One of the reasons why using qualitative data analysis software may improve the credibility of a qualitative study is that the software enables researchers to make visible their data coding and data analysis processes. This is not the case with most automated sentiment analysis tools, given that the coding and analysis process is performed by algorithms strongly guarded by the commercial organisations that sell these applications. It is also concerning because researchers in search of speedy and inexpensive customer insight are unlikely to assess the robustness of the automated tools prior to using them, as we did in this study.
What can we do about it?
Our study does not aim to discourage researchers from using automated sentiment analysis tools, or Twitter data. Instead, our message is that researchers need to spend considerable time familiarising themselves with the technical and pragmatic aspects of communication in the social environment, and with the characteristics and limitations of the software that they may use to analyse social media data. To improve the classification of tweets, sentiment analysis needs to take into consideration the social context within which the conversation takes place, for instance by looking at the tweets before or after the one being coded, or considering wider patterns (e.g. more negative tweets on Mondays). Moreover, analysts need to consider the cultural connotations of the object that they are studying, including international variations – for instance, in Japan the consumption of coffee is associated with the idea of foreignness, whereas this is no longer the case in the United Kingdom. Additionally, it is important to keep developing dictionaries that reflect the specific syntax and style used in social media conversations, or even software solutions that, in the first stage of analysis, replace commonly used abbreviations with their formal equivalent – for instance, replacing BRB with ‘be right back’. However, it must be recognised that as language and communication styles are constantly evolving, these dictionaries and tools will never completely reflect the full variations and nuances in social media communication. Moreover, they will struggle to capture sarcasm and highly contextualised uses of language – for instance, teenagers using the term ‘sick’ to refer to a very good experience.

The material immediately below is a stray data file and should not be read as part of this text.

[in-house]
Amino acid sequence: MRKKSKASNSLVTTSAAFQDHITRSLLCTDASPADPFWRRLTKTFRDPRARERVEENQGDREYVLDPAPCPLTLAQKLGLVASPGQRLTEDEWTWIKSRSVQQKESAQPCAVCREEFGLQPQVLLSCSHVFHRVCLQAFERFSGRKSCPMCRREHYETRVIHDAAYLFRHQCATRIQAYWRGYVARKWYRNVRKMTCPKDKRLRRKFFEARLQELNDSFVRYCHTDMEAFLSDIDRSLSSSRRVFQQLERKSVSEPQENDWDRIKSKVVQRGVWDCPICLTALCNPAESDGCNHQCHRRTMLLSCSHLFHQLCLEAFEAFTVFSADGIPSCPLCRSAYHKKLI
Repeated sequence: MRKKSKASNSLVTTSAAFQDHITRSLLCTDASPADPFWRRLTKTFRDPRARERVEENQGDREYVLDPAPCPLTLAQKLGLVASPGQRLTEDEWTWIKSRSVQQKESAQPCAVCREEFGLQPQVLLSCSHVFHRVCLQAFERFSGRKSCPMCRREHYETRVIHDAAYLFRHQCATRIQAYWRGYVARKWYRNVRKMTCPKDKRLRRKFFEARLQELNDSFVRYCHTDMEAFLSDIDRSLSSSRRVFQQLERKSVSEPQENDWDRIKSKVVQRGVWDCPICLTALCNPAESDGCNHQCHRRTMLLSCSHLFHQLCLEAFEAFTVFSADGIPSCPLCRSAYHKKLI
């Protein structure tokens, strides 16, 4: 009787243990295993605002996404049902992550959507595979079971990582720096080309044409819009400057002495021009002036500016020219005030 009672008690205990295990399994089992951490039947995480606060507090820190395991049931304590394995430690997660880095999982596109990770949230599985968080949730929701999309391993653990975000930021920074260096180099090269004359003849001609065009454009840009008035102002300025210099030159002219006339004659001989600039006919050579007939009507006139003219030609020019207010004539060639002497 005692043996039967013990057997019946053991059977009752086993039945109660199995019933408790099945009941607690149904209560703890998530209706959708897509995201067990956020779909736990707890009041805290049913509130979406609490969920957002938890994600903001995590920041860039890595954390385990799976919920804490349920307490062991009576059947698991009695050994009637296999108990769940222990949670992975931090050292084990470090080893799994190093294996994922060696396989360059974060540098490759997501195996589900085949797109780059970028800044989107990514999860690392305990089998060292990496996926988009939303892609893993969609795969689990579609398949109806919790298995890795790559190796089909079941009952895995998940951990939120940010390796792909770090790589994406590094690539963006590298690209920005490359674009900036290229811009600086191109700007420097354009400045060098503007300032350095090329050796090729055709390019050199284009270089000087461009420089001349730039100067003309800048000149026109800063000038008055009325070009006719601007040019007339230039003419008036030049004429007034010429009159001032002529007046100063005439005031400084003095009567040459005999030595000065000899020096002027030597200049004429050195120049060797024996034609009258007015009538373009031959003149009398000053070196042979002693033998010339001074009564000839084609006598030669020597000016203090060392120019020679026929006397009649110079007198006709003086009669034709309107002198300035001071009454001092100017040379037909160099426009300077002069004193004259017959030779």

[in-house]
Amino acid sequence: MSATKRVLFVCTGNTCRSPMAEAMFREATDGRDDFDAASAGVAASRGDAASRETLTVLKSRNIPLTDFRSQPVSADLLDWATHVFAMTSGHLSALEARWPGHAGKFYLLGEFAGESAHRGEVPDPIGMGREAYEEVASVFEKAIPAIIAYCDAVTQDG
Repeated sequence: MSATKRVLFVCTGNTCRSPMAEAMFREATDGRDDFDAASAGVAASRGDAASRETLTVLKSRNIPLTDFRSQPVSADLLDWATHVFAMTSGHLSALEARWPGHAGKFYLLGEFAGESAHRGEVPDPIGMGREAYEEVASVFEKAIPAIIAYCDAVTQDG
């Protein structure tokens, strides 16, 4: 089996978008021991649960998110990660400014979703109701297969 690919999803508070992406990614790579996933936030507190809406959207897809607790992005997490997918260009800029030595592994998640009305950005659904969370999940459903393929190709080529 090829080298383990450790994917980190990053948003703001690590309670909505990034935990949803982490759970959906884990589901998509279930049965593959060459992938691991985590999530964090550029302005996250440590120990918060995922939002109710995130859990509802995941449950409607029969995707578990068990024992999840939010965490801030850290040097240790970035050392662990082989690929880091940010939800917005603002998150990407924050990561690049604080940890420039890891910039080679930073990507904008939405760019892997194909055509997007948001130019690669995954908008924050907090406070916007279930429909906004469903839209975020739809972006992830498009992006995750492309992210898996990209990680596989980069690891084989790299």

This material originally appeared on the author’s personal blog on 22 June 2015, and is reposted here with their permission.
Read the original research article: Canhoto, A.I. & Padmanabhan, Y. (2015). ‘We (don’t) know how you feel’ – a comparative study of automated vs. manual analysis of social media conversations. Journal of Marketing Management, 31(9-10), 1141-1157. http://dx.doi.org/10.1080/0267257X.2015.1047466
This post is licensed under a Creative Commons Attribution 4.0 International License, unless otherwise stated. Third party materials remain the copyright of the original rightsholder.